On a spring day in 1941, First Lady Eleanor Roosevelt visited the campus of The Catholic University of America (CUA) and the nearby university sponsored Fides House, which promoted interracial social justice. The First Lady recounting in her syndicated newspaper column, ‘My Day,’ “A group from Catholic University has taken a small house, where they are running a nursery school, a boys club, and a sewing class for adolescent girls. The expense is borne by some of those working in the sociology courses, who deny themselves in order to carry on this work. It is, perhaps, the most valuable kind of education, because there is nothing as valuable as actual contact with problems and an effort to work them out in a practical way.”¹ The person responsible for attracting the First Lady’s attention to Fides House was ‘Supernatural Sociologist,’² Rev. Paul Hanly Furfey (1896-1992), described as “liberal, radical, and revolutionary”³ by Nicholas Rademacher in his new biography based on the Furfey Personal Papers at Catholic University.
In a career spanning most of the twentieth century, Furfey sought transformative social reform via a unique combination of Catholic faith, scientific method, and radical ethics. Both an active thinker and dedicated activist, he was not afraid to stand out despite leaving ruffled feathers in his wake, including sparring in print with fellow priests Raymond A. McGowan and John Courtney Murray. Furfey, a native of Cambridge, Massachusetts, graduated from Boston College in 1917, was a Knights of Columbus Fellow at CUA in Washington, D.C., 1917-1918, and earned a masters’ degree at St. Mary’s Seminary in Baltimore, Maryland, in 1918. After further Theological studies at St. Mary’s and the Sulpician Seminary in Washington, 1918-1922, he earned a doctorate in Sociology from CUA in 1926. Ordained in 1922, he joined the CUA faculty in 1925 and headed the Sociology Department from 1934 to 1963. He also served as Co-Director, along with Thomas J. Harte, of the Department’s Bureau of Social Research (BSR) and of CUA’s Center for Research in Child Development.
In 1936, Furfey was one of the founders, along with Gladys Sellew, of Il Poverello House, a settlement house for the poor and homeless on Tenth Street, Northwest, in Washington, D.C. A few years later, he co-founded another house, Fides House, on New Jersey Avenue, NW, along with Mary Elizabeth Walsh, a former student, fellow Sociology professor, and lifelong friend. Fides House was a project in Catholic social activism and study of a deteriorated D.C. neighborhood. The house garnered archdiocesan support with Walsh as director and Furfey as chaplain and member of the board of directors. Fighting racism, which he called ‘America’s Shame,’⁴ was always a central mission for him. Much later, in 1968, he founded Emmaus House in Brookland, near CUA, as a center for nonviolent protest against discrimination and the Vietnam War. Furfey was especially opposed to ROTC on the CUA campus, but there were limits to his activism as he was apparently unaware and would not have approved of an absurd 1970-1971 plot involving Emmaus House⁵ to kidnap Secretary of State Henry Kissinger!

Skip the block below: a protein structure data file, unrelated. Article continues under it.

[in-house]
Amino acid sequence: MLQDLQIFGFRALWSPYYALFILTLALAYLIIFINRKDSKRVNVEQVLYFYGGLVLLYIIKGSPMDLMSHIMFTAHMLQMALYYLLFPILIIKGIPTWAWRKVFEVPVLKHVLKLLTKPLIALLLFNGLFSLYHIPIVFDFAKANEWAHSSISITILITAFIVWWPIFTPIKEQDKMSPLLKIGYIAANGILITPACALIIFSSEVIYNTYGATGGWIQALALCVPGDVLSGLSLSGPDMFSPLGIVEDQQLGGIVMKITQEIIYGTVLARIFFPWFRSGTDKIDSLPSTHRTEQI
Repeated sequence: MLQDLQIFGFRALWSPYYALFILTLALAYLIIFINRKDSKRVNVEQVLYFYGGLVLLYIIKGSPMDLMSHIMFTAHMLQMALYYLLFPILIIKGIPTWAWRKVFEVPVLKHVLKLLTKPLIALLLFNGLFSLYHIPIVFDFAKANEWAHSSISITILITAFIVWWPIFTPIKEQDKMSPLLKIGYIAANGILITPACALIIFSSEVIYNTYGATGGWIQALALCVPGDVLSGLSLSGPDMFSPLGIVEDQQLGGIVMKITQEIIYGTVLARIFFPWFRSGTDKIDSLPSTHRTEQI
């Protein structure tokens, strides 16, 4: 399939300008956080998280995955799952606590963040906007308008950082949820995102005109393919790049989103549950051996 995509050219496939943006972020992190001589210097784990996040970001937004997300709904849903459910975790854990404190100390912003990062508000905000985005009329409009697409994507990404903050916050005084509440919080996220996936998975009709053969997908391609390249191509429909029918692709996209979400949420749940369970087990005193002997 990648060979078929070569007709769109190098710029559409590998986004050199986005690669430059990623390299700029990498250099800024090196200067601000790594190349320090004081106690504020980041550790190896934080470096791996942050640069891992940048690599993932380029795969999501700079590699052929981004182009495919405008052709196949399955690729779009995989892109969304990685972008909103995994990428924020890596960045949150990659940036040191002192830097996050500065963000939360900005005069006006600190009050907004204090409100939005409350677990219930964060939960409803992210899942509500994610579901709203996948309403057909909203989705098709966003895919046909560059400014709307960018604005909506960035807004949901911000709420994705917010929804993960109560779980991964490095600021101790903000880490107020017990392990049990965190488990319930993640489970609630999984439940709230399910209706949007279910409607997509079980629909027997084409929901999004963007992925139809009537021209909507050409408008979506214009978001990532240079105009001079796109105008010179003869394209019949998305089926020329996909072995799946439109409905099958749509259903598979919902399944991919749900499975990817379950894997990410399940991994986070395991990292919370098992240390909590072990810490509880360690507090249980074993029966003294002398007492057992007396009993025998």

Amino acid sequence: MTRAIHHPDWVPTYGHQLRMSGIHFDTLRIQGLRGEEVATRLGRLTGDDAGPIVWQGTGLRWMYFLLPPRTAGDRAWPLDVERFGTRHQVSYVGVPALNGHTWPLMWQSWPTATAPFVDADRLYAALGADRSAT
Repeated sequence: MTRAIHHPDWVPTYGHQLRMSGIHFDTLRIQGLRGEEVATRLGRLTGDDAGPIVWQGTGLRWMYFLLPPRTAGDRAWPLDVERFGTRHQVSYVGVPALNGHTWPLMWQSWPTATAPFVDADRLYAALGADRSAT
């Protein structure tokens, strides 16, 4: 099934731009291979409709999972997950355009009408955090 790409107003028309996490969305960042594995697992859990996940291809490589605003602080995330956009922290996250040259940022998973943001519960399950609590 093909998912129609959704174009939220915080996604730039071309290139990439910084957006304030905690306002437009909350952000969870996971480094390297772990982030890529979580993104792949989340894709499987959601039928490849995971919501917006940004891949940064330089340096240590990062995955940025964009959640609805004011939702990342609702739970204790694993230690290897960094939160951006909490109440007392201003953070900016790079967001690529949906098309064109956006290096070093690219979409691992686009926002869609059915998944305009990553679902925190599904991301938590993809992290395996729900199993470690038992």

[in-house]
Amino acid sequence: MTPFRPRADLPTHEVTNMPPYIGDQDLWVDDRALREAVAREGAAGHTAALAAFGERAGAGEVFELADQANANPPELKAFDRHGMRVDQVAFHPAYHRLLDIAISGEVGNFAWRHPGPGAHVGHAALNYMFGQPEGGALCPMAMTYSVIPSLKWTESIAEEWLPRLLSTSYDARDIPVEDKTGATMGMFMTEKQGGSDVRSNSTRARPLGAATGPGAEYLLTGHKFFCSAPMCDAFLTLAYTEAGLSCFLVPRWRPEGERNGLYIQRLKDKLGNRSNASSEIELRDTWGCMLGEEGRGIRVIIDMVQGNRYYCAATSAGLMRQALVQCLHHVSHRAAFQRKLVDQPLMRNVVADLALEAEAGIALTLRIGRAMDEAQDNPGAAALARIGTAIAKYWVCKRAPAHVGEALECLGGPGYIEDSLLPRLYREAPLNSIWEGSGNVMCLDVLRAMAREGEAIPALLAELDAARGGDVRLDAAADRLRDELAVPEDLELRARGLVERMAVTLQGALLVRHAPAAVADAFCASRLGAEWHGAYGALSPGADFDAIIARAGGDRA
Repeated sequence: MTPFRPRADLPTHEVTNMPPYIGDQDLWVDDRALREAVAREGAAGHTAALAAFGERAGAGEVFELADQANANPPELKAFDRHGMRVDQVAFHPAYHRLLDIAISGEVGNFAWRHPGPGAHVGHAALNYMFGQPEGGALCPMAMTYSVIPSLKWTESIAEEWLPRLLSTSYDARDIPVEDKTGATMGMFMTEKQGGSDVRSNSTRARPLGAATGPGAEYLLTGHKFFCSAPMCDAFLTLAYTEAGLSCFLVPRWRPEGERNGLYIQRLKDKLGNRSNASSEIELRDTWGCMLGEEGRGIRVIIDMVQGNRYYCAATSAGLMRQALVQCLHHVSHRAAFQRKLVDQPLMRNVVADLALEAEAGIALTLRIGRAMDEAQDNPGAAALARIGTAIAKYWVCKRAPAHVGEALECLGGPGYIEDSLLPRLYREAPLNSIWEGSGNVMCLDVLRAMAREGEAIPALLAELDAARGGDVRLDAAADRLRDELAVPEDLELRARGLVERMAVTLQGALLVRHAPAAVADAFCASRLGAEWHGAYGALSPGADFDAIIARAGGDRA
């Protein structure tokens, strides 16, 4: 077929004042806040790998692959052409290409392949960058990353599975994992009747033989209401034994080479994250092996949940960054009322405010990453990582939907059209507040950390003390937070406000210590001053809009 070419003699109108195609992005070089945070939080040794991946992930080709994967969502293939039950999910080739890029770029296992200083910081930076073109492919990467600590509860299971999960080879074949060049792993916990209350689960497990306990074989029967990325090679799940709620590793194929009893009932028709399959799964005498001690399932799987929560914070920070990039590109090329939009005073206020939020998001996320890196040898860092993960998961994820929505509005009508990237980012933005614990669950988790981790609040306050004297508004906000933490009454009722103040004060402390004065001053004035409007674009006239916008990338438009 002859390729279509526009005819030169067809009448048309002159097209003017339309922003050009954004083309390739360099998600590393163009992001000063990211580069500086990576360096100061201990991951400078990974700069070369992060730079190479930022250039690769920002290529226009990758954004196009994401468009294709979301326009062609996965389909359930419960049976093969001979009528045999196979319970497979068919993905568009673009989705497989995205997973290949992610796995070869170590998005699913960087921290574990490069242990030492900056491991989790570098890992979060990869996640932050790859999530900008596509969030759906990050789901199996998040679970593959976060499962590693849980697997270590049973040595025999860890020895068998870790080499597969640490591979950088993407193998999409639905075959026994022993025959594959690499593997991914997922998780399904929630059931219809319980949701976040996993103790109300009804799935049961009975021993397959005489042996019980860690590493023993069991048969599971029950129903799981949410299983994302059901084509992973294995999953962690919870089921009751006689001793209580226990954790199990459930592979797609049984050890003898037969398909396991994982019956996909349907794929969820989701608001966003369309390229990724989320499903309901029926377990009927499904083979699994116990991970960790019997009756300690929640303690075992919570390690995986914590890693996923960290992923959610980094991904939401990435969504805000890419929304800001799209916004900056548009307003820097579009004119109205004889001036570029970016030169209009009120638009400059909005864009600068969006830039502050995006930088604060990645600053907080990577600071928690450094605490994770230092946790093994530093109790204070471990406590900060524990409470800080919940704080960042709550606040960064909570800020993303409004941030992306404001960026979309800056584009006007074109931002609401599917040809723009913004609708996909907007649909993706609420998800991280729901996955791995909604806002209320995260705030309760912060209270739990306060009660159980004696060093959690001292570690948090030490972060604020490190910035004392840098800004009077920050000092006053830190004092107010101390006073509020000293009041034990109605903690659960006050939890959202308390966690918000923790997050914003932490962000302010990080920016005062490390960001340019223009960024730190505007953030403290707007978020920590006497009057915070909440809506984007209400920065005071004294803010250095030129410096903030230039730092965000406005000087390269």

Furfey was also involved with other local organizations and institutions, serving as Assistant Director of Catholic Charities of Washington as well as teaching at Trinity College. He also was one of two part-time Assistant Directors of the Juvenile Delinquency Evaluation Project (JDEP) tasked to make a full-scale fact finding survey of how public and private agencies could combat juvenile delinquency in New York City. At the national level, he was President of the American Catholic Sociological Society, now the Association for the Sociology of Religion. He retired in 1966, becoming Professor Emeritus and remaining at CUA as a Lecturer until 1972. He published numerous articles and books including Fire on the Earth (1936), History of Social Thought (1942), The Scope and Method of Sociology (1953), The Respectable Murderers (1966), and Love and the Urban Ghetto (1974). He received the papal medal Pro Ecclesia et Pontifice in 1958 and died on June 8, 1992 at Providence Hospital in Washington, D.C. His legacy was honored by a group of international scholars at Catholic University in 2003 for a symposium The Intellectual and Moral Heritage of the Rev. Paul Hanly Furfey.
² By ‘Supernatual Sociologist’ I do not mean to infer Furfey was a priest by day and a vampire hunter by night, but rather he promoted change and reform via a fusion of Christian faith, social action, and scientific method. In particular, see works of Luigi Sturzo for more on a ‘Sociology of the Supernatural.’
³ Nicholas K. Rademacher. Paul Hanly Furfey: Priest, Scientist, Social Reformer. New York: Fordham University Press, 2017
⁴ Ibid., p. 110.
⁵ Ibid., p. 233.